This article by Mirco Tonin and Michael Vlassopoulos, University of Southampton, reports that indeed workers in the public sector are more likely to engage in socially motivated activities than their private sector counterparts. However, this is so just because the public services employ people with higher education and skills, characteristics that increase the likelihood of being socially engaged.
The jihadist group formerly known as ISIS, which already controls vast areas of Syria and Iraq, has recently proclaimed the restoration of the caliphate. FEEM researcher Daniel Atzori discusses how the presence of a jihadist state in the Middle East represents a formidable threat to the Arab state system.
The paper presented formalizes Chamberlin's idea that monopoly power depends on the heterogeneity of taste of customers. Jan Witajewski, FEEM junior researcher, demonstrates that elasticity of substitution between goods in the Dixit-Stiglitz framework can be represented as a simple linear function of taste heterogeneity measure. This result can enrich interpretation of a broad range of models that use Constant Elasticity of Substitution production function: if predictions of these models depend on the elasticity of substitution, they might depend also on heterogeneity of taste of consumers.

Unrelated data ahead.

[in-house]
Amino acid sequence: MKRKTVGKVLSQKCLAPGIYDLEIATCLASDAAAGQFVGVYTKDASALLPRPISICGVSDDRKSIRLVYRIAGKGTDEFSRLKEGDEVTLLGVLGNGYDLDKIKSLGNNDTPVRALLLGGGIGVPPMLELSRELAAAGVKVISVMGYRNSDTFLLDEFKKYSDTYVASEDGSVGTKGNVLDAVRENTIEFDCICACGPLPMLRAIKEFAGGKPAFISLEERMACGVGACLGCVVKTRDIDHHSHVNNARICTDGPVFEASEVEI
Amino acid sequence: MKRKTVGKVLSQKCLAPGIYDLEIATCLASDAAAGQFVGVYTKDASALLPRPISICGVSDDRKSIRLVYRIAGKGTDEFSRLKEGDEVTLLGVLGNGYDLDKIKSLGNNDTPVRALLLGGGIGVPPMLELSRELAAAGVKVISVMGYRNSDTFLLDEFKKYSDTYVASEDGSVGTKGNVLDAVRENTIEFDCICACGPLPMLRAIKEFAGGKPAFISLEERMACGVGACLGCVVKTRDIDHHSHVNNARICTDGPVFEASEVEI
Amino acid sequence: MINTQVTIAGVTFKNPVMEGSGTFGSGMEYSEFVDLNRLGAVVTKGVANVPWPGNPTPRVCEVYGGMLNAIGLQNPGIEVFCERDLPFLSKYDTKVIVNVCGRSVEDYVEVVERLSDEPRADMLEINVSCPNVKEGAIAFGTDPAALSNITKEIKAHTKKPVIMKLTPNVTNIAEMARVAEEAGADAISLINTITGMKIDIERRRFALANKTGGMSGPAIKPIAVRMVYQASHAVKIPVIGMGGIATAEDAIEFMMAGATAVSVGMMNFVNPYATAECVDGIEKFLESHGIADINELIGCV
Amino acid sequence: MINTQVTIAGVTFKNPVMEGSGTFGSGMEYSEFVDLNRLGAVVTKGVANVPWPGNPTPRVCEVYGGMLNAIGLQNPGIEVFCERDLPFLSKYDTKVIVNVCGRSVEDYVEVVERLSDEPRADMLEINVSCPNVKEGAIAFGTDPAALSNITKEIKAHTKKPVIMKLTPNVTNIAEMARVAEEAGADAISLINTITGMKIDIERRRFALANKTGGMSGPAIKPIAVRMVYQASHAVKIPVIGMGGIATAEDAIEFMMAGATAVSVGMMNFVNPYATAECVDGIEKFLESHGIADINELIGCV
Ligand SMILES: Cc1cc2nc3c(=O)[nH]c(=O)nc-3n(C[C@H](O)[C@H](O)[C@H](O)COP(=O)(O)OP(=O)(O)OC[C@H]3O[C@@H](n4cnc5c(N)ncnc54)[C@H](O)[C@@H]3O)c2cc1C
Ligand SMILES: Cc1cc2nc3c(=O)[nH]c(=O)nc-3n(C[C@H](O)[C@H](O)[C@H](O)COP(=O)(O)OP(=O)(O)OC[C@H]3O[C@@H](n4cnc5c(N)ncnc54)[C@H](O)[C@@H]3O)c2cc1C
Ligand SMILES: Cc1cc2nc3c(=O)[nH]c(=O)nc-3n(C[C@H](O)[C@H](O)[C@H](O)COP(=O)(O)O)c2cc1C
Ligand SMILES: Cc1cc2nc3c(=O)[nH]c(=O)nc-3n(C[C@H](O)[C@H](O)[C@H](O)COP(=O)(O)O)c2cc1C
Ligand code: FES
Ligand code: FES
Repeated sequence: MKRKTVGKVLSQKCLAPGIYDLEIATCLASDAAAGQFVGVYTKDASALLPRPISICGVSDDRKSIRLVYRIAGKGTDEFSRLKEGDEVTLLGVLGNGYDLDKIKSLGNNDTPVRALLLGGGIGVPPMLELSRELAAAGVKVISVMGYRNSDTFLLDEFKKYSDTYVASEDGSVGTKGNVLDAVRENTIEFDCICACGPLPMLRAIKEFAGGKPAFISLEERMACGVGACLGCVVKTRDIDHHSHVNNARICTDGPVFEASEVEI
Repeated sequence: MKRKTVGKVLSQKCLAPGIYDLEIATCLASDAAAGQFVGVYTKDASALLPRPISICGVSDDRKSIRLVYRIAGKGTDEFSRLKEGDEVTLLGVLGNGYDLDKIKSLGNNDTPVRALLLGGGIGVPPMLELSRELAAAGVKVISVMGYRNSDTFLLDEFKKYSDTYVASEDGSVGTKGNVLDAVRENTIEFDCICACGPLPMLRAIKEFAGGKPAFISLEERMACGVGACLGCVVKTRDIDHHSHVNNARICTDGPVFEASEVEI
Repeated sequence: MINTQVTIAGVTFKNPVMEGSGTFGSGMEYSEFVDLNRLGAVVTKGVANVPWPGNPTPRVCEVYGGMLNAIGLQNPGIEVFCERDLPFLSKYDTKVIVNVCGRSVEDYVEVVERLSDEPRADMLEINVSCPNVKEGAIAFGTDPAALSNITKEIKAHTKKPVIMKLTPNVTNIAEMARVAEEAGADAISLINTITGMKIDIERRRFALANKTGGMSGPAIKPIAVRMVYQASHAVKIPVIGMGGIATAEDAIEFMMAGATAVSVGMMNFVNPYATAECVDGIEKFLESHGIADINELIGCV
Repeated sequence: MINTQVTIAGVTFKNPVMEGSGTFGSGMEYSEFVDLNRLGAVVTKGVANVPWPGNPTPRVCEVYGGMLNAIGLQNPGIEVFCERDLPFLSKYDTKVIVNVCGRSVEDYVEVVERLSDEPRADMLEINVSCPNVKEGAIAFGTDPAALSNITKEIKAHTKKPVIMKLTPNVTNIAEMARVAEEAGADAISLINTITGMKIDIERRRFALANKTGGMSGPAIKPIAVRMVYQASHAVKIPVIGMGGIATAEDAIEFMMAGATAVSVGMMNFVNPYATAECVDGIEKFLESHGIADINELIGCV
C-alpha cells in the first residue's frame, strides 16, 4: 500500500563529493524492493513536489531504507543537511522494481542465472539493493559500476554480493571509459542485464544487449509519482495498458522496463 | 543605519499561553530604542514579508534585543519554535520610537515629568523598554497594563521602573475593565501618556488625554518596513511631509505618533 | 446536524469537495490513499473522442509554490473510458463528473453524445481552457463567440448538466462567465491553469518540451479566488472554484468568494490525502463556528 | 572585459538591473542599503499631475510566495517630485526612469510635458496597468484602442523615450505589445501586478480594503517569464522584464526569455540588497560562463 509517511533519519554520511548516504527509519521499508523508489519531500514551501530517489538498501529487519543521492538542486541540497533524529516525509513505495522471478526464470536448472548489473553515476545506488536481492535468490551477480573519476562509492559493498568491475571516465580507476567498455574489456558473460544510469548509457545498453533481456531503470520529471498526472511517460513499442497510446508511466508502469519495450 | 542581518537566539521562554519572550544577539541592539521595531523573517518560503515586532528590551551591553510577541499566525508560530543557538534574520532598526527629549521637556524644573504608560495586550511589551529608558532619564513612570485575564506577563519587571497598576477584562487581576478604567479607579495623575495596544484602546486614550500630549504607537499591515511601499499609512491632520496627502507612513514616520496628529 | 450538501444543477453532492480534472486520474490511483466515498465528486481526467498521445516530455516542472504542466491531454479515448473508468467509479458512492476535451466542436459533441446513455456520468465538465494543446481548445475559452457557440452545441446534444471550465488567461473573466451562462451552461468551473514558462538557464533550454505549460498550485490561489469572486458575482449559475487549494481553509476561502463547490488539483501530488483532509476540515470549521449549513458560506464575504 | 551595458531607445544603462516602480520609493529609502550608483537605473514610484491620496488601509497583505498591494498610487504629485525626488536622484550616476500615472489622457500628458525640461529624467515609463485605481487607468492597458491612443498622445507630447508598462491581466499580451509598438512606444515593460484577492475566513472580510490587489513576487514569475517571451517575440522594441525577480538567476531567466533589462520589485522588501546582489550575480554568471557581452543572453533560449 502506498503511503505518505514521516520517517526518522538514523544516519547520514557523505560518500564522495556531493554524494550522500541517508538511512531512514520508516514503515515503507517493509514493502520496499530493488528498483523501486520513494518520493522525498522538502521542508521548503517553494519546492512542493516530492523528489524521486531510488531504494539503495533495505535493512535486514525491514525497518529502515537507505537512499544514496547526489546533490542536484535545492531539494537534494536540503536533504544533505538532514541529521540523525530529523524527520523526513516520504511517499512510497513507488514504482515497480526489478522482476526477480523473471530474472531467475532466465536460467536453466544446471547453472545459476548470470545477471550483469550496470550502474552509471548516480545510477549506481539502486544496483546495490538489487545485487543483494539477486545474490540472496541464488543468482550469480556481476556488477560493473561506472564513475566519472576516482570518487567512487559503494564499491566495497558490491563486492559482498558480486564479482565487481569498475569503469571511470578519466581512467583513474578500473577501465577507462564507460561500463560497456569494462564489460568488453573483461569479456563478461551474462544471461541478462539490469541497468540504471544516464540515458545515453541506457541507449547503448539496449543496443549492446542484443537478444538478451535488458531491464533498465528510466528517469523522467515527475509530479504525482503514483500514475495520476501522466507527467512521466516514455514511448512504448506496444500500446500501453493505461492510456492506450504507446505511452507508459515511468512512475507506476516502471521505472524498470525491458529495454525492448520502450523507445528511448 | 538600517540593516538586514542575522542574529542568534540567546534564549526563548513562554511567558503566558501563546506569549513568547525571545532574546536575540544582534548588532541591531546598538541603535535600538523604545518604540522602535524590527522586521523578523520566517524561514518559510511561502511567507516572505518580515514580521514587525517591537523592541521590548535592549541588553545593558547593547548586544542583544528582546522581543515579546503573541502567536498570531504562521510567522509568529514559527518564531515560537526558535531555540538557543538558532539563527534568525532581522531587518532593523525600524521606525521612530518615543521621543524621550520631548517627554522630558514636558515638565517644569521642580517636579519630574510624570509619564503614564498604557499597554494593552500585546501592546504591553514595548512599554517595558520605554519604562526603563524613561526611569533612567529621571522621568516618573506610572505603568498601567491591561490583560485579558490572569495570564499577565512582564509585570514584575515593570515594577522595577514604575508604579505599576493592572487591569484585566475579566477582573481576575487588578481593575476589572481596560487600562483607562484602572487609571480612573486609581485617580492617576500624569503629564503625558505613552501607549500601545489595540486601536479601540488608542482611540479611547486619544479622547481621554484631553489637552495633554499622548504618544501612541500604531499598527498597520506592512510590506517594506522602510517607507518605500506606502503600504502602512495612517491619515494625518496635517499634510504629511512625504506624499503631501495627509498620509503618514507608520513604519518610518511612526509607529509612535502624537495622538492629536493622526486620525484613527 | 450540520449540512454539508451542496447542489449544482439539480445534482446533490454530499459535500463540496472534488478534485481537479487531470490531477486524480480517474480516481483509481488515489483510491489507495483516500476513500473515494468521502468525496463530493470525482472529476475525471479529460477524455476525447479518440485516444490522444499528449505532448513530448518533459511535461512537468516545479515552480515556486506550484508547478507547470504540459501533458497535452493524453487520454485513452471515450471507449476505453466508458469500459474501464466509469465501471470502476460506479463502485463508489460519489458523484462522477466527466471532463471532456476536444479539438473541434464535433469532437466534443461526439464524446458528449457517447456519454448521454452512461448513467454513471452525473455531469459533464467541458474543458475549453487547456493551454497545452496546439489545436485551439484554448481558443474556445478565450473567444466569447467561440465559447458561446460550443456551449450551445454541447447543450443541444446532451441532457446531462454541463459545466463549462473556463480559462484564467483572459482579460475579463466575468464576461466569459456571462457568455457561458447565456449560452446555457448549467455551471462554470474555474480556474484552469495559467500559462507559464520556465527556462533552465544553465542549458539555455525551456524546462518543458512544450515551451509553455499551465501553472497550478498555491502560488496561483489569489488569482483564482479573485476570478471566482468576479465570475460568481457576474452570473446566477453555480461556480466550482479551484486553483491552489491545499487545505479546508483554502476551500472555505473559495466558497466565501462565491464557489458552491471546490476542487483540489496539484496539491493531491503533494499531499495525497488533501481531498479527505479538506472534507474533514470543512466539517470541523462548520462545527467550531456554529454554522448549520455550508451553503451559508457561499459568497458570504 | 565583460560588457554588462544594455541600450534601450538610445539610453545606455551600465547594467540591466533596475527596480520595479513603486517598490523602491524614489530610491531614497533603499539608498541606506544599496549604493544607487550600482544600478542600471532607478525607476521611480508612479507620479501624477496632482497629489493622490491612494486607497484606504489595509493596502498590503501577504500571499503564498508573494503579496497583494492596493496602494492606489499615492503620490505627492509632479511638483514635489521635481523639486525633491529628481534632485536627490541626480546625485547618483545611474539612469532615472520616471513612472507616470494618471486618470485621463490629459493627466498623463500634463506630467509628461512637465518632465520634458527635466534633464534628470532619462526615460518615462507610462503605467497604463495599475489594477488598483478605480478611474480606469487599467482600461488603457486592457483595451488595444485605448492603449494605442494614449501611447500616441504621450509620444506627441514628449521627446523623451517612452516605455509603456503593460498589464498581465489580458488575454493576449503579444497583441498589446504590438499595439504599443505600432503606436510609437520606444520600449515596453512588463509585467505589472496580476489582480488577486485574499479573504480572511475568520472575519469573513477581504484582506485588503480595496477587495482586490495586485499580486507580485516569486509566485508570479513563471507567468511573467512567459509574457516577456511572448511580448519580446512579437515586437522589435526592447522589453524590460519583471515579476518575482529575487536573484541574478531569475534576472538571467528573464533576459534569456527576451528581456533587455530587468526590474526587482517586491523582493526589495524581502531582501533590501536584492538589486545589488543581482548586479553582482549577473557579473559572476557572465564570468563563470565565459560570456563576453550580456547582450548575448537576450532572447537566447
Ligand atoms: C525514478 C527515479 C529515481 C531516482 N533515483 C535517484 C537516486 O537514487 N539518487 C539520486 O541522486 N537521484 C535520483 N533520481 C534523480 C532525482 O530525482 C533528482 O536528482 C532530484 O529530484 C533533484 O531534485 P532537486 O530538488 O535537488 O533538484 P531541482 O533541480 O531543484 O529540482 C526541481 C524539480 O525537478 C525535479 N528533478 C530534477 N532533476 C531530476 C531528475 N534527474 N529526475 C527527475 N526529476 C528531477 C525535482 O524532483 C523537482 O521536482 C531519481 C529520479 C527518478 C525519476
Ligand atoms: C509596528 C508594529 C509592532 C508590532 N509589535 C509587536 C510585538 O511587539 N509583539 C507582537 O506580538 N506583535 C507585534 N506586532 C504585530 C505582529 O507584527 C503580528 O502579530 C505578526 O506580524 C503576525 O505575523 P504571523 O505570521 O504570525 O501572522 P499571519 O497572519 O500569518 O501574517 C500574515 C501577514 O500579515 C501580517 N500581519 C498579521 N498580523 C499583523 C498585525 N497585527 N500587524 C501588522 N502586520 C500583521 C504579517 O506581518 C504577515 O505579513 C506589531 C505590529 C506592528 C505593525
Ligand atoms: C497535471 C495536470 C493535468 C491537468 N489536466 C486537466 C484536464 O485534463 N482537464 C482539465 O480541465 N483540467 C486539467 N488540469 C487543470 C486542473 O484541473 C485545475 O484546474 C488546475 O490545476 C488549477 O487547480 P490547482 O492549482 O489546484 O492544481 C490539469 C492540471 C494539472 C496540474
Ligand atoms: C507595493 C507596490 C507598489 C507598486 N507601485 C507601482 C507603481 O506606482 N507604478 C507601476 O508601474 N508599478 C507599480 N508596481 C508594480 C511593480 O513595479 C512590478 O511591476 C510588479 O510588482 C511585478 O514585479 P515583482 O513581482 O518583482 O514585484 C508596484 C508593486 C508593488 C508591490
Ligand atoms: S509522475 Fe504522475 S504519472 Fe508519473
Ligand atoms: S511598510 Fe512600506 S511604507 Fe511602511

On July 17, 2014 took place the nomination of the winners of the Prospect Magazine's Think Tank Awards 2014. Among the four European think tanks shortlisted, Fondazione Eni Enrico Mattei - Italian think tank devoted to the study of sustainable development and global governance, was commended for its willingness to promote liberal economic ideas in an environment that is not always favourable to such messages.